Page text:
Inflation From our analysis, inflation is now out of control. The Bank of England are completely toothless, soft and wrong. It defied logic that they keep interest rates at 0.5% whilst inflation is 4% - when their sole purpose in life is to keep inflation at 2%. It’s almost as if they have done a pack with the private banks to keep interest rates as low as possible for as long as possible so the banks can keep charging the general public 6% for mortgages and thereby making a gigantic annual 5.5% uplift (when normally they would make 0.5% on borrowed money). This is the only logic we can think of. But it will end in tears because inflation is now running out of control. By mid 2011 because of the high oil prices, inflation will be over 5% and the Bank of England will be forced to rake up interest rates so fast it will cause a shock, then the country will dive into recession again and more companies and private individuals will go broke.
Guidance That’s why our guidance is the following:
· Get your stock market money off the table as soon as possible – before the end of April
· Don't buy any property this year – wait until after the 2011 bubble has burst
· Get your money into cash soonest
· Don’t be the last to bail out – don’t get too greedy – it will backfire
As our regular visitors will know, in the last six years we have been some of the most optimistic analysts – regrettable (and we hope we are wrong) – we think we are on the cusp of a recession and market meltdown.
How the markets can all but ignore what is happening in the Middle East is beyond belief.
The next crisis is likely to be Nigeria – with it’s elections already delayed until 16 April – this crisis could know another 2 million barrels of high quality oil off the market. With Libya, Yemen and Bahrain in turmoil and Iran calling for $150/bbl oil, it looks increasingly grim. Don’t expect the FTSE100 to stay at 6000 much longer.
Central Prediction: In the next few months:
· The dollar will decline
· Oil price will rise
· UK retail sales will slump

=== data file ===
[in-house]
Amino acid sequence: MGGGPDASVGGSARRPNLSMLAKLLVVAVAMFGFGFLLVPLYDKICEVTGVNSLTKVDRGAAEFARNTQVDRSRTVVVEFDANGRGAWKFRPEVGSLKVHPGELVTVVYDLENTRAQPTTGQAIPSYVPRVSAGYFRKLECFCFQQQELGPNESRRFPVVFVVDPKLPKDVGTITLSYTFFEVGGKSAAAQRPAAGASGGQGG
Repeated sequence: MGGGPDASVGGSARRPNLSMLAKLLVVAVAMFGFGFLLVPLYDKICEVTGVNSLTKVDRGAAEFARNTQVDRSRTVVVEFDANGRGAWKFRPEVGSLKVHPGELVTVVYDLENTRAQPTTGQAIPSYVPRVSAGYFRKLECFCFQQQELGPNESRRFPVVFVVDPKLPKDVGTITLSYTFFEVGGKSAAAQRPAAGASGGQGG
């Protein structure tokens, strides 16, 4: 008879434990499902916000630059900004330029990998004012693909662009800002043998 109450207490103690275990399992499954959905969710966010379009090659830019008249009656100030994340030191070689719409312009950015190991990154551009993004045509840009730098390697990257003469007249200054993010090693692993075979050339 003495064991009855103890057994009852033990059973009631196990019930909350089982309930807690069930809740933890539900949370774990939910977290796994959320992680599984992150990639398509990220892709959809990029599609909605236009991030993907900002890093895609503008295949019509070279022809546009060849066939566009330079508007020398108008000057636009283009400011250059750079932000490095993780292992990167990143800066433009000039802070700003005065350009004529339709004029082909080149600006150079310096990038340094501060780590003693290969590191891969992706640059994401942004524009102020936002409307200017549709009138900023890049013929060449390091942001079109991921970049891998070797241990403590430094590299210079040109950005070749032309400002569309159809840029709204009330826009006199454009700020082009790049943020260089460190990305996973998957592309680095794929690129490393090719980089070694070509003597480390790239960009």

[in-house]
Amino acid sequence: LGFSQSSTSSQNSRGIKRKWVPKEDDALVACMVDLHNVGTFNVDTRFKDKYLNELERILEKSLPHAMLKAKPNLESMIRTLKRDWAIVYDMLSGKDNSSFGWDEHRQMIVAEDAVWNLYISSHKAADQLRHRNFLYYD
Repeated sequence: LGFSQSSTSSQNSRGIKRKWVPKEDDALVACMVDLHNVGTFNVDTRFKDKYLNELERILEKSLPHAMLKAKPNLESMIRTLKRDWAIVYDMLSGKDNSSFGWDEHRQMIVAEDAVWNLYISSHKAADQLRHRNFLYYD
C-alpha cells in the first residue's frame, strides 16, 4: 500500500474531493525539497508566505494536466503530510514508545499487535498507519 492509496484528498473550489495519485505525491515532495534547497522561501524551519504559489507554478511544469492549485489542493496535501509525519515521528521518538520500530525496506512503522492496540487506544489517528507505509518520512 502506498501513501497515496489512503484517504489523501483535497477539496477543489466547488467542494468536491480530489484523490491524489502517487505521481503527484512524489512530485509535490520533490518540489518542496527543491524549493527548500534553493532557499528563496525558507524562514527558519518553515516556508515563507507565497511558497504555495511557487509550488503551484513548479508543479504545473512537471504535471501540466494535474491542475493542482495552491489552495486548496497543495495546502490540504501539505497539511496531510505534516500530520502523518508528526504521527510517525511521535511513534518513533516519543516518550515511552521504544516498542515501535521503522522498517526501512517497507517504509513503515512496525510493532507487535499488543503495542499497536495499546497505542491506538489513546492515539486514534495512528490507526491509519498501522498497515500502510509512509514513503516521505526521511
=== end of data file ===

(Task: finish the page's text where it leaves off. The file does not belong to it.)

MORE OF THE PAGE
· UK unemployment will start to rise again
· UK property prices will dip from June onwards
· Gold and silver prices will rise
· Interest rates will rise – for a short period
· Then there will be a crash and a recession will have begun
This is our central objective prediction. Just look at the underlying issues with the Euro deficits (Portugal, Greece, Ireland), debt contagion, US $12 Trillion debt, Middle East and North Africa turmoil plus sky high oil prices and a Chinese property bubble. It is all looking very bleak – but the markets look stable and we think the hedge funds and smart investors are position to bail out big time.
Euro Contagion To Worsen It's very simple and deterministic to us that Ireland, Greece and Portugal will get into dire straits shortly over their budget deficits and debts. The reason is the oil price. As oil prices rise from $80 to $120/bbl, this adds 2% to their budget deficits and thence wipes out any hard won gains from budget-spending cuts. It must be a demoralizing position to be in - just when you think you've achieved something, it's wiped out by oil prices. And it's only likely to get worse in the short-medium term. There will come a point when France and Germany refuse to put up any more cash, then the Euro will crash - and with it the stock markets. Our prediction is - just as everyone is looking forward to getting away for their month long French summer holidays, there will be some form of market meltdown. Don't under-estimate the panic about to happen. We could quite easily see a 35% drop in a few days in the stock market in Europe and the USA - sometime this summer. No wander the interest rates are so high for any new debt these countries try to raise - would you lend them money? More ratings downgrades, unsustainably high interest rates and plunging confidence. Bail outs will not work in the long run.
In summary - there are too many politicians and business people being too optimistic – expecting a global economic recovery that cannot happen being of Peak Oil – not enough low cost energy to fuel expansion. The margin energy growth goes to China and India being low cost centres – and the rest of the western world is and will suffer from resources shortages (competition), high energy prices and inflation. We’ve hit the Peak Oil economic plateau – with the developed west expected to fall as the fuel goes to the east. Sustainable high economic growth in oil importing nations is not possible with high oil prices. Unless massive energy efficiency and conservation measures are introduced to boost productivity per energy unit. And frankly this is not happening and there is no sign of this happening.
2011 is shaping up exactly like 2008 – except this time its sovereign debt (rather than bank debt) that is the elephant in the room.